Nuclear Emulsion

In particle and nuclear physics, a nuclear emulsion plate is a photographic plate with a particularly thick emulsion layer and with a very uniform grain size. Like bubble chambers, cloud chambers, and wire chambers nuclear emulsion plates record the tracks of charged particles passing through. They are compact, have high density and produce a cumulative record, but have the disadvantage that the plates must be developed before the tracks can be observed.

Nuclear emulsions can be used to record and investigate fast charged particles like nucleons or mesons. After exposing and developing the plate, single particle tracks can be observed and measured using a microscope.

In 1937, Marietta Blau and Hertha Wambacher discovered nuclear disintegration stars due to spallation in nuclear emulsions that had been exposed to cosmic radiation at a height of 2,300 metres (≈7,500 feet) above sea level.

Using nuclear emulsions exposed on high mountains, Cecil Frank Powell and coworkers discovered the pion in 1947.

In biology and medicine, nuclear emulsion is used in autoradiography to locate radioactive labels in samples of cells and tissues.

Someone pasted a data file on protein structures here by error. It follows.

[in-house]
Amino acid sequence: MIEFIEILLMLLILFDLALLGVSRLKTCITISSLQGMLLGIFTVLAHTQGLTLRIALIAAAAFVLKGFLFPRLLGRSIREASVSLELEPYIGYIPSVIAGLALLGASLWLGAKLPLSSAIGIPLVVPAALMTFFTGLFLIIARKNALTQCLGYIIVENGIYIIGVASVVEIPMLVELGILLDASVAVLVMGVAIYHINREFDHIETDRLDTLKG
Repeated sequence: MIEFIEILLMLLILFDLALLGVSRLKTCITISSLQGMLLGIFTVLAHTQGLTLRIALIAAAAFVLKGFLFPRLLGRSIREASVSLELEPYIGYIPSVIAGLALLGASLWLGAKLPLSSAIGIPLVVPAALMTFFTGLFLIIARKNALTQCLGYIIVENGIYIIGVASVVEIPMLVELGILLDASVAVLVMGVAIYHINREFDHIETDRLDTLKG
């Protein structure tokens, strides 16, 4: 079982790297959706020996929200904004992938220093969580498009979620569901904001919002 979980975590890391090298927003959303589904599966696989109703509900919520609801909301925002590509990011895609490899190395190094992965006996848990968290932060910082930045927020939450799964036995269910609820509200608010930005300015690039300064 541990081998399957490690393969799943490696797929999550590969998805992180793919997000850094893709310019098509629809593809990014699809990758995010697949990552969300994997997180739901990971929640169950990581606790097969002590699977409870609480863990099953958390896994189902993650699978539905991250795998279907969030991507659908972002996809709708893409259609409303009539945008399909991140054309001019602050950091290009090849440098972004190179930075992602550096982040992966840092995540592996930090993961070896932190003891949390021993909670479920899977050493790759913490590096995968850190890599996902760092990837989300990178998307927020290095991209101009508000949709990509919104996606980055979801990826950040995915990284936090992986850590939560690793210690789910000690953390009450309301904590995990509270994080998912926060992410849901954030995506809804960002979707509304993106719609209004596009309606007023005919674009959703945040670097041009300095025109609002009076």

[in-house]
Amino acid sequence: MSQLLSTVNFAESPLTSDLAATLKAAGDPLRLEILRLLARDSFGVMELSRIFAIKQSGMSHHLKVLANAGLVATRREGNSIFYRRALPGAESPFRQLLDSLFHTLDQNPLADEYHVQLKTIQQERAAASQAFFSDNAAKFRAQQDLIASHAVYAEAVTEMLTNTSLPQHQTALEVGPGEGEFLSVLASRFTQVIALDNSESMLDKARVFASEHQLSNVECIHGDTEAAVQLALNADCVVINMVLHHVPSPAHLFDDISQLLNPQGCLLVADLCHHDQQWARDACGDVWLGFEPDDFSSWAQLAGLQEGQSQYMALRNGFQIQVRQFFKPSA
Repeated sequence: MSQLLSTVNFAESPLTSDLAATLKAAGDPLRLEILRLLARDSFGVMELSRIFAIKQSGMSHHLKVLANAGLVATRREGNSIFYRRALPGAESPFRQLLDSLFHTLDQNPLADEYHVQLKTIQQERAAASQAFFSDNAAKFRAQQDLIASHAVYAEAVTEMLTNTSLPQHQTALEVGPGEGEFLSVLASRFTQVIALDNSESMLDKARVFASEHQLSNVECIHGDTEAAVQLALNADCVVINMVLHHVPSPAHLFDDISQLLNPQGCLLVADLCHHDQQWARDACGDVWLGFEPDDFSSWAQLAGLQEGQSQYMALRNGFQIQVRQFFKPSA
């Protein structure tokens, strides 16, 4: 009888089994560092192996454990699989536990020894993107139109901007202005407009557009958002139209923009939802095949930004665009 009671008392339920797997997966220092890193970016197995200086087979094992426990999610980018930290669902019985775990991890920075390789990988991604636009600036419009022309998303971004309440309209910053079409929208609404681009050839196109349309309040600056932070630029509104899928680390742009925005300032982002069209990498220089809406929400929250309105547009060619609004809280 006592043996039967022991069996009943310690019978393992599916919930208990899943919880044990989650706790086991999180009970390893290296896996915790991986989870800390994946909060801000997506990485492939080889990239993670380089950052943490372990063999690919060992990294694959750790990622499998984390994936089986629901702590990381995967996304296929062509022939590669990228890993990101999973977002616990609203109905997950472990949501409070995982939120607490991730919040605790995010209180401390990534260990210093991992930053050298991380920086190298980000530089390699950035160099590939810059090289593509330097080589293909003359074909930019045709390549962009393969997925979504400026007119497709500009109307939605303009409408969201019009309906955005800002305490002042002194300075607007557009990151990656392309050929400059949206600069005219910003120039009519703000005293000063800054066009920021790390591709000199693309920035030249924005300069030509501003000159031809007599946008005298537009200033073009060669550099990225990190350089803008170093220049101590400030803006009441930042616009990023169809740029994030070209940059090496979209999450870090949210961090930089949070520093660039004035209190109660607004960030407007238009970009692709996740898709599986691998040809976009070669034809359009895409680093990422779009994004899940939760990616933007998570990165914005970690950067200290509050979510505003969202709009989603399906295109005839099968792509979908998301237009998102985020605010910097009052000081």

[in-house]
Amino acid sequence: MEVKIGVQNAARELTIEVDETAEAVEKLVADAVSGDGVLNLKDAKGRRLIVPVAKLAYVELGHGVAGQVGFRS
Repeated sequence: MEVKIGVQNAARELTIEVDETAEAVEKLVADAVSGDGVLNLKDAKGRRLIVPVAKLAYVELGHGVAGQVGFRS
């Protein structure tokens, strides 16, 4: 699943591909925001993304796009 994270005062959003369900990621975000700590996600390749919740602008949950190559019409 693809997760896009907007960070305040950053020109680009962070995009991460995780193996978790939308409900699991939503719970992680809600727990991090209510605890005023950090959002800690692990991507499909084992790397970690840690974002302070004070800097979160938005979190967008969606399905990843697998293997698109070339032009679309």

Other articles related to "nuclear emulsion, nuclear":

Sulamith Goldhaber - Biography
... transition to high energy physics and form a collaboration with her husband working on nuclear emulsion ... The Goldhabers hoped to use their nuclear emulsion technique with the newly opened Bevatron — at the time the highest energy accelerator in operation — and it was through their methods that they observed some of ... Using the Bevatron and the nuclear emulsion technique Goldhaber was the first to observe mass splitting in charged E hyperons as well as the first nuclear interactions of the antiproton ...

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